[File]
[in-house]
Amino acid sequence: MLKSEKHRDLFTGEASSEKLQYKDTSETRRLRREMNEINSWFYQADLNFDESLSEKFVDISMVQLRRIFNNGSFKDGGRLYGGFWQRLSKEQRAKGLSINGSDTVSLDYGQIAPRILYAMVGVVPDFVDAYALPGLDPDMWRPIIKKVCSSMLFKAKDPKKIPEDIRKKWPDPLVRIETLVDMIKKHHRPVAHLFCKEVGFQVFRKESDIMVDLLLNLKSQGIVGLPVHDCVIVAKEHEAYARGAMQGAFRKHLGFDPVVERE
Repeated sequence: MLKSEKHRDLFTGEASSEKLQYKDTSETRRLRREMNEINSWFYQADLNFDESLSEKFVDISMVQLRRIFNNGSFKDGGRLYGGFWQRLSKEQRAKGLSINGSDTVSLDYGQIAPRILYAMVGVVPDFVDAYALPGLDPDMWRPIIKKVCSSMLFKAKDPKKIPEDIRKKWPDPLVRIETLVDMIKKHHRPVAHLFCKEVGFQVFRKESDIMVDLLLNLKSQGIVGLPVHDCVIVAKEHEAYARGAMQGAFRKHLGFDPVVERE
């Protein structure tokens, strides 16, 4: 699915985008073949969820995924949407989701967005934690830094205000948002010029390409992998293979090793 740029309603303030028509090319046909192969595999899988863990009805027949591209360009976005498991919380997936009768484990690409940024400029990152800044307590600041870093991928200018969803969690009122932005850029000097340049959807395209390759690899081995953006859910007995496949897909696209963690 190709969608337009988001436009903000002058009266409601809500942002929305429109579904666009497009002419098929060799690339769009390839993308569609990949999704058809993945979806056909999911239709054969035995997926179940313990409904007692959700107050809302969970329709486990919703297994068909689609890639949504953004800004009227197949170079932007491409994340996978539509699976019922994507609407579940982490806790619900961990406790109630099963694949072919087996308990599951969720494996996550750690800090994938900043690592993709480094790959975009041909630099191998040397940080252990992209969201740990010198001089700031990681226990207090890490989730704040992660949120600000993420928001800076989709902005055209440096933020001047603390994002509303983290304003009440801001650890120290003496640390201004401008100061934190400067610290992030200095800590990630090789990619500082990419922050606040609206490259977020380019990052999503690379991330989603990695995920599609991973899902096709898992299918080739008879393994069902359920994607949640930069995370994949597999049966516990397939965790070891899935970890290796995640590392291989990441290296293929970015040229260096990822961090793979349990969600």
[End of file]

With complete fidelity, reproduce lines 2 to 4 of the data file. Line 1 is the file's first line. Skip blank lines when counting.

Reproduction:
Amino acid sequence: MLKSEKHRDLFTGEASSEKLQYKDTSETRRLRREMNEINSWFYQADLNFDESLSEKFVDISMVQLRRIFNNGSFKDGGRLYGGFWQRLSKEQRAKGLSINGSDTVSLDYGQIAPRILYAMVGVVPDFVDAYALPGLDPDMWRPIIKKVCSSMLFKAKDPKKIPEDIRKKWPDPLVRIETLVDMIKKHHRPVAHLFCKEVGFQVFRKESDIMVDLLLNLKSQGIVGLPVHDCVIVAKEHEAYARGAMQGAFRKHLGFDPVVERE
Repeated sequence: MLKSEKHRDLFTGEASSEKLQYKDTSETRRLRREMNEINSWFYQADLNFDESLSEKFVDISMVQLRRIFNNGSFKDGGRLYGGFWQRLSKEQRAKGLSINGSDTVSLDYGQIAPRILYAMVGVVPDFVDAYALPGLDPDMWRPIIKKVCSSMLFKAKDPKKIPEDIRKKWPDPLVRIETLVDMIKKHHRPVAHLFCKEVGFQVFRKESDIMVDLLLNLKSQGIVGLPVHDCVIVAKEHEAYARGAMQGAFRKHLGFDPVVERE
């Protein structure tokens, strides 16, 4: 699915985008073949969820995924949407989701967005934690830094205000948002010029390409992998293979090793 740029309603303030028509090319046909192969595999899988863990009805027949591209360009976005498991919380997936009768484990690409940024400029990152800044307590600041870093991928200018969803969690009122932005850029000097340049959807395209390759690899081995953006859910007995496949897909696209963690 190709969608337009988001436009903000002058009266409601809500942002929305429109579904666009497009002419098929060799690339769009390839993308569609990949999704058809993945979806056909999911239709054969035995997926179940313990409904007692959700107050809302969970329709486990919703297994068909689609890639949504953004800004009227197949170079932007491409994340996978539509699976019922994507609407579940982490806790619900961990406790109630099963694949072919087996308990599951969720494996996550750690800090994938900043690592993709480094790959975009041909630099191998040397940080252990992209969201740990010198001089700031990681226990207090890490989730704040992660949120600000993420928001800076989709902005055209440096933020001047603390994002509303983290304003009440801001650890120290003496640390201004401008100061934190400067610290992030200095800590990630090789990619500082990419922050606040609206490259977020380019990052999503690379991330989603990695995920599609991973899902096709898992299918080739008879393994069902359920994607949640930069995370994949597999049966516990397939965790070891899935970890290796995640590392291989990441290296293929970015040229260096990822961090793979349990969600």